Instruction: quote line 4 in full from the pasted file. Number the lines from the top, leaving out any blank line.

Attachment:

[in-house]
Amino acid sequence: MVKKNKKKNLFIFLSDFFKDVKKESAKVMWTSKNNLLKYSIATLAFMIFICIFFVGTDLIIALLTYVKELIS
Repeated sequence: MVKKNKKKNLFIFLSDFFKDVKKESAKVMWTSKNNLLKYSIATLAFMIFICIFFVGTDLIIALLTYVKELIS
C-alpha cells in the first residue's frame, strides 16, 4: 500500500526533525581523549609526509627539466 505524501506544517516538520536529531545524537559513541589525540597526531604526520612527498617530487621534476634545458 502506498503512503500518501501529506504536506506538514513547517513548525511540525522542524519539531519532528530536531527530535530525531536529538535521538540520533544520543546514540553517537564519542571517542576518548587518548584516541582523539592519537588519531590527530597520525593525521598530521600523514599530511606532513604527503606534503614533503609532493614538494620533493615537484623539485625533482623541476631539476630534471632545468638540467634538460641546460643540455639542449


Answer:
C-alpha cells in the first residue's frame, strides 16, 4: 500500500526533525581523549609526509627539466 505524501506544517516538520536529531545524537559513541589525540597526531604526520612527498617530487621534476634545458 502506498503512503500518501501529506504536506506538514513547517513548525511540525522542524519539531519532528530536531527530535530525531536529538535521538540520533544520543546514540553517537564519542571517542576518548587518548584516541582523539592519537588519531590527530597520525593525521598530521600523514599530511606532513604527503606534503614533503609532493614538494620533493615537484623539485625533482623541476631539476630534471632545468638540467634538460641546460643540455639542449